Sometimes, blog posts are very easy to write. I was tagged on this CPR video by a respiratory therapist friend of mine. It comes from a FB page called Enfermagen. Since I don’t speak the language, I’m not sure if they’re using this as a good or bad example of giving a patient CPR, but I’m here to confirm this is bad CPR and here’s why.
1. The patient has purposeful movement. As you can see, several times in the video the patient reaches up and attempts to move the mask from his face. Any time a patient crosses their midline, it’s purposeful movement. It definitely appears that he is sick, but he has enough of a perfusing blood pressure (and therefore pulse) for his brain to be getting blood flow in order to make these movements. Therefore, he does not need CPR.
2. The compression rate should be 30 compressions to 2 breaths. The compression depth is two inches. When the patient does not have a breathing tube in his throat (called intubation), the compressor should pause in order for the person to be able to deliver breaths. This compressor doesn’t really pause in order for the rescue breaths to be delivered. Luckily, for this gentleman, his compressor gives relatively shallow compressions and not the two inches they should be.
3. No one checks a pulse. What might help these rescuers is that when the patient starts moving, is to check his pulse. This might confirm for them that he has one and they can stop compressions.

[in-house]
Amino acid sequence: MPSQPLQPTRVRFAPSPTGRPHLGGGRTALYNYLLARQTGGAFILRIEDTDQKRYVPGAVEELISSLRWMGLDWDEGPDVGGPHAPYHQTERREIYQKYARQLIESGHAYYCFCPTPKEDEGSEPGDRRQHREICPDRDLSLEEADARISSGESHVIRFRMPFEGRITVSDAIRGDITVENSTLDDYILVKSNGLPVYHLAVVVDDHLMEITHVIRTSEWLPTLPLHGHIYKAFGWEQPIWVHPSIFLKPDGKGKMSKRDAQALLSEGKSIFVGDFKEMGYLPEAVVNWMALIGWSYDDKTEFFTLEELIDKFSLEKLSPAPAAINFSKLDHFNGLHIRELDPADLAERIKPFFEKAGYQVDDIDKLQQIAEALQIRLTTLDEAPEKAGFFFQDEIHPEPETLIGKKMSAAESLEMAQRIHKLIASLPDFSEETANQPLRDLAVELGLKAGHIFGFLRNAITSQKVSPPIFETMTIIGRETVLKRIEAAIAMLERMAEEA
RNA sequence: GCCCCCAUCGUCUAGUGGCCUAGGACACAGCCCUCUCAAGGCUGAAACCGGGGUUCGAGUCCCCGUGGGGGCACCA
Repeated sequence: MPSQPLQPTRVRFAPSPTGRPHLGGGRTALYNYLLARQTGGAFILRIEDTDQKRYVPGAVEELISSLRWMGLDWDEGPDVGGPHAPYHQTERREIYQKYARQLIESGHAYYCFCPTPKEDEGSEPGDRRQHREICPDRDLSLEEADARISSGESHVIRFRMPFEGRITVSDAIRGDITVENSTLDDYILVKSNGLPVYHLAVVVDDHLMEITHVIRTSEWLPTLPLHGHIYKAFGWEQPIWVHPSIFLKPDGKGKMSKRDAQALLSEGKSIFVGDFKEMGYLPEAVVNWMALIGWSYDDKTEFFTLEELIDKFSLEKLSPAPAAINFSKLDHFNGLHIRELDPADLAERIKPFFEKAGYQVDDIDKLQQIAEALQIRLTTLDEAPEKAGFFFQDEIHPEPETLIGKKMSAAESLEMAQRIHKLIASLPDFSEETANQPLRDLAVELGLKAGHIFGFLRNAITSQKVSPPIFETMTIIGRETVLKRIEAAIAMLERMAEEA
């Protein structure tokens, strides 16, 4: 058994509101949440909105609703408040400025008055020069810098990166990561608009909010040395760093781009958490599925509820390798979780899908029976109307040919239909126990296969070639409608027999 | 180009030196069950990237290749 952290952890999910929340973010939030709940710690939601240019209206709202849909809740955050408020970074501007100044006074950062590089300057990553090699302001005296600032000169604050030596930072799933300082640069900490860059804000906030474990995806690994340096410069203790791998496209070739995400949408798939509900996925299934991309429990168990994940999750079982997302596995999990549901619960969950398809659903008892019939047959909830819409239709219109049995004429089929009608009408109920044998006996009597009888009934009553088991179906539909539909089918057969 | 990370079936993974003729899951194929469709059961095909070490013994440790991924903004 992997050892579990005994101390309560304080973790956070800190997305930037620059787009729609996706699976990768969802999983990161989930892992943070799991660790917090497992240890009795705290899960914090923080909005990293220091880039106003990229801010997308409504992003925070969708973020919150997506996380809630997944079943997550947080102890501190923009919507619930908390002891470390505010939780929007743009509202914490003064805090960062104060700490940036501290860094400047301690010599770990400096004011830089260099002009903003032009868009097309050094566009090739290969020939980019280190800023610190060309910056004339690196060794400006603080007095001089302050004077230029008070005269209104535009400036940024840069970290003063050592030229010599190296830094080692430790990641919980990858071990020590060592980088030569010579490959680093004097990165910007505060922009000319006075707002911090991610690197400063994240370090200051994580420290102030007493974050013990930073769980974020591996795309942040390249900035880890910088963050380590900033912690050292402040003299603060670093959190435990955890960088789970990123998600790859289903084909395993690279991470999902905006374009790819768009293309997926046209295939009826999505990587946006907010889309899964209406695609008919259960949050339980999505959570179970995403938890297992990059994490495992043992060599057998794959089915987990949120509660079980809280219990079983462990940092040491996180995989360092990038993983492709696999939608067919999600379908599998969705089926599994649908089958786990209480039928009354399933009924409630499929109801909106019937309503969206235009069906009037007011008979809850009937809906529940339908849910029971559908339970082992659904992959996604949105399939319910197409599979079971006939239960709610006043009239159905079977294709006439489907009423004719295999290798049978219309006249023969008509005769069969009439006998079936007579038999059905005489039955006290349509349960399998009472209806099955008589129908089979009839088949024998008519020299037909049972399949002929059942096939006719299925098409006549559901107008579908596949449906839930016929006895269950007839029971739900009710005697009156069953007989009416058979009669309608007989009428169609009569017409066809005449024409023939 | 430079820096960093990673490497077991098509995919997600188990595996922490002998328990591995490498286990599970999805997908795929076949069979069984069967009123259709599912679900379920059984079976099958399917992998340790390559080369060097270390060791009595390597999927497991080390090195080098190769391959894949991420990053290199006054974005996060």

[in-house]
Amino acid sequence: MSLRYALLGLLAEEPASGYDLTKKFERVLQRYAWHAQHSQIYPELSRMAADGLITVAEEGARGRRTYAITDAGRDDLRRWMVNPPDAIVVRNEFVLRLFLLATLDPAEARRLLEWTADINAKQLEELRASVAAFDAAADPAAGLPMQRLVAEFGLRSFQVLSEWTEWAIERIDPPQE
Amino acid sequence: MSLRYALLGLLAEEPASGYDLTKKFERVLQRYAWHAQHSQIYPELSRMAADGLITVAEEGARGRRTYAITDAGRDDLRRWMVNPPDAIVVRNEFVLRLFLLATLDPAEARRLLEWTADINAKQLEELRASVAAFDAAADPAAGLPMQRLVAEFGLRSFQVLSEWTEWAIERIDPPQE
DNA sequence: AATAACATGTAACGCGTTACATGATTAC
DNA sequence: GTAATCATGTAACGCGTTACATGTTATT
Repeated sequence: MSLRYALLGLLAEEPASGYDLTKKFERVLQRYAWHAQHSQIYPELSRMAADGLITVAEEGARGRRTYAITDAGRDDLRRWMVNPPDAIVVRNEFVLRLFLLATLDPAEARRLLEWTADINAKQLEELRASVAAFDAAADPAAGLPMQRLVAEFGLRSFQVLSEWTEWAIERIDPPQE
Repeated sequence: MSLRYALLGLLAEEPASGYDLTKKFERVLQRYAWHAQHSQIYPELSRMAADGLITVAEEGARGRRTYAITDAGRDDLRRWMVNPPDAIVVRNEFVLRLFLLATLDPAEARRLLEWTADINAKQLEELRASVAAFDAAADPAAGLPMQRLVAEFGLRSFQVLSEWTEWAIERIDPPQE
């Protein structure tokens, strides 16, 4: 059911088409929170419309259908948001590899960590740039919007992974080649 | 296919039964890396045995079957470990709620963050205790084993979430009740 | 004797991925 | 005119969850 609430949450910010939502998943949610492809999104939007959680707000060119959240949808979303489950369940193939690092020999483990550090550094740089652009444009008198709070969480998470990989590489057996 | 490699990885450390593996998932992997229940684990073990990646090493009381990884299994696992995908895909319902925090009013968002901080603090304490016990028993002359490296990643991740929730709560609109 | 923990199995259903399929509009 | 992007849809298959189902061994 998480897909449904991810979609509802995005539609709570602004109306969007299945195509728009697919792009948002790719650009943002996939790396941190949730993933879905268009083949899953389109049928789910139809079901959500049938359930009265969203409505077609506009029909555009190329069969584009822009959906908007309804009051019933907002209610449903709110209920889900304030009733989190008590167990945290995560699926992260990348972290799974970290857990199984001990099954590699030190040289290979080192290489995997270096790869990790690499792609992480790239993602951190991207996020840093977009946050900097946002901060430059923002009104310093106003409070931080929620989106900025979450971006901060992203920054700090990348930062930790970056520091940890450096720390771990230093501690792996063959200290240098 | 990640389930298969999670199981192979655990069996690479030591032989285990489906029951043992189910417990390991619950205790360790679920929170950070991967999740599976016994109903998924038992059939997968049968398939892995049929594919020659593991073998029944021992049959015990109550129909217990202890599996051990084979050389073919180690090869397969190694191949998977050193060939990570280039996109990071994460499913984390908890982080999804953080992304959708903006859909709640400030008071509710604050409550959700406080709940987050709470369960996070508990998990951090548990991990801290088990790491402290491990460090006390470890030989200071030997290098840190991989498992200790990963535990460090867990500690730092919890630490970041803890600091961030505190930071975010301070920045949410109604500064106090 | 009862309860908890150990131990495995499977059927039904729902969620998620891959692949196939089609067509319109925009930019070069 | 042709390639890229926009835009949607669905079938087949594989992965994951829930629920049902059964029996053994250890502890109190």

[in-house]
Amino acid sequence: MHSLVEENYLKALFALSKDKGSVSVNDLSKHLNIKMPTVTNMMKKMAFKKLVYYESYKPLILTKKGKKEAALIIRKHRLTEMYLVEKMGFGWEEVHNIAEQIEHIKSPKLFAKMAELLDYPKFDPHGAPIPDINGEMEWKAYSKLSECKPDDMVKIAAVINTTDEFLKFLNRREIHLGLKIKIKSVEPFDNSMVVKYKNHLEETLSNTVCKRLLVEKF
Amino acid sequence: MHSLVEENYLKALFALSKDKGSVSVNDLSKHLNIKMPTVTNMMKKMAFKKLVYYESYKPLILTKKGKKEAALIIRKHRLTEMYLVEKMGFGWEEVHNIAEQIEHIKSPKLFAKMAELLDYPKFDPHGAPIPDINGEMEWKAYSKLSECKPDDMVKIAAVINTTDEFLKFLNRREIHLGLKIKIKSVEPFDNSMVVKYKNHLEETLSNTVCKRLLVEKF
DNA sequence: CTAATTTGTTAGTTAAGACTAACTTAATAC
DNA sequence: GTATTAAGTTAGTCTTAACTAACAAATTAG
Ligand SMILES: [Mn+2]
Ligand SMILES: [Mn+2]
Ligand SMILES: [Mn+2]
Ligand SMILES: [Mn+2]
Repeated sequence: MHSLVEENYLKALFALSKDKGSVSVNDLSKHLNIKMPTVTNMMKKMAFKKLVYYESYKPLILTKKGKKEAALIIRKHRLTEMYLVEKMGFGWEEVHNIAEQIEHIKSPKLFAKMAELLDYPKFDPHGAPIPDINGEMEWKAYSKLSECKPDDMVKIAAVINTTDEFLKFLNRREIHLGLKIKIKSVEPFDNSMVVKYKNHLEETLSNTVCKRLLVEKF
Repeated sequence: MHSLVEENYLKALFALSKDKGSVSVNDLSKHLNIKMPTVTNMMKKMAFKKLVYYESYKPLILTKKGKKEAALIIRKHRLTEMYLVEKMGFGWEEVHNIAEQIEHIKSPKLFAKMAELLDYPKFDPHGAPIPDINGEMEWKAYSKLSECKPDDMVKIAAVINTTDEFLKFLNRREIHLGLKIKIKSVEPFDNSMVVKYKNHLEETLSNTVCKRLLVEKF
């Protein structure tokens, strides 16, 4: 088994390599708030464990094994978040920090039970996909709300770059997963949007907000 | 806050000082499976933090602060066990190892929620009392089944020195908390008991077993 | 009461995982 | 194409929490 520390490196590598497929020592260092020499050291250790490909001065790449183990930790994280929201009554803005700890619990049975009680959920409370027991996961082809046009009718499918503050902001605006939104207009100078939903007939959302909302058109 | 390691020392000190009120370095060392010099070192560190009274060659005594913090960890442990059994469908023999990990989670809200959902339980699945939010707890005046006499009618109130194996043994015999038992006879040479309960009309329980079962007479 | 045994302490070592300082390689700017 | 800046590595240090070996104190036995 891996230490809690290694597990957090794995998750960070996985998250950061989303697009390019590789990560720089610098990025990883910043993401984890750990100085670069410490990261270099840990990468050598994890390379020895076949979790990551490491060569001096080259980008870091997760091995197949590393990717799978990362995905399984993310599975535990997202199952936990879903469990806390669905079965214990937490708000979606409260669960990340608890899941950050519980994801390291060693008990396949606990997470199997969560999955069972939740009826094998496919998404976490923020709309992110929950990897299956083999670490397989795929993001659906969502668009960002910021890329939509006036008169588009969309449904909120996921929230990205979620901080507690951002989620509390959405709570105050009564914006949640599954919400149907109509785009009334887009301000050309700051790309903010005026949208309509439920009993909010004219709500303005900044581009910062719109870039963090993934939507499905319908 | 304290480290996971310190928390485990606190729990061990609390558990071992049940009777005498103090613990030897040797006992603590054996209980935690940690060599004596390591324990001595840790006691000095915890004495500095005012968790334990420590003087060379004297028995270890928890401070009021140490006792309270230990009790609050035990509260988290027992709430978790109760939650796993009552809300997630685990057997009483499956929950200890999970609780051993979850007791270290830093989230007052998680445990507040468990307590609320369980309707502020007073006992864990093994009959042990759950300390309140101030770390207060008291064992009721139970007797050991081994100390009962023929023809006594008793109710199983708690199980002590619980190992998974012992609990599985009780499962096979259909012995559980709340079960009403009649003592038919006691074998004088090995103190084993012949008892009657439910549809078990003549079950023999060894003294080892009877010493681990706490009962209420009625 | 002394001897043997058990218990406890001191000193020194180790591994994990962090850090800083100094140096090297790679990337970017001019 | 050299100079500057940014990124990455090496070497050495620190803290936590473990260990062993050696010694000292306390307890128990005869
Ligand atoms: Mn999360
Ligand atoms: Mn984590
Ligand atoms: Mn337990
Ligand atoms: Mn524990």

4. Patients should not need to be restrained for CPR. CPR is for unconscious patients without a pulse. If you’re retraining the patient, they likely don’t need CPR.
I’m not sure the medical nature of this gentleman’s illness. Clearly, it looks like he does need some sort of medical assistance. It’s just not CPR.
Can you see anything else wrong with the way this team is delivering CPR?
Flatliners 2.0 released in October, 2017. If you haven’t seen the movie (or the original from 1990) then you may not want to read this post as there will be spoilers involved.
Flatliners centers around a group of medical students who become curious with the phenomenon of near death experiences (NDEs) to the point that they “flatline” one another so that they can purposefully have one.
This first post will deal with a medical scenario that happens in the first ten minutes of the film. We’ll look at two screenshots from the movie.
Here is the conversation among the medical students when their new patient arrives.
Paramedic: “Transfer from Holy Cross. Thirty-eight year old construction worker fell off a beam. Persistent coma. GCS 6.”
Marlo: “Standard procedure for a GCS 6 admit calls for 2 large bore IVs and diazepam on standby.”
Ray: “Seizure meds won’t do any good. Whatever is wrong is in his spinal column and not in his brain.”
Marlo: “And what medical protocol are you citing?”
Ray: “The protocol of actually living in the real world. Where guys with crappy HMO’s go undiagnosed with spinal injuries.”
Marlo: “Actually he’s on seizure meds which is a medical protocol of reading his chart.”
At this point an alarm sounds and the students begin to panic. This is the screen shot at the moment of panic. It shows the monitor. The patient’s heart rate is a nice steady 73. His oxygen level is 100%– can’t get any better than that. His respiratory rate is 19– the patient is on a ventilator. I don’t know– things looks pretty good to me for this patient.
An attending doctor arrives.
Attending: “What is it?”
Student: “Respiratory failure.” (Based on the screen shot, there is no basis for this. Also, nothing is quite hooked up correctly at the head of the bed for an ER.)
Attending: “He might be hemorrhaging. Page neurosurgery, call a code, and get CT on standby. Students, clear the room!”
They then show another monitor in the room which appears to show ventricular fibrillation (V-fib) which is a lethal, but shockable rhythm. Yet, no one starts CPR.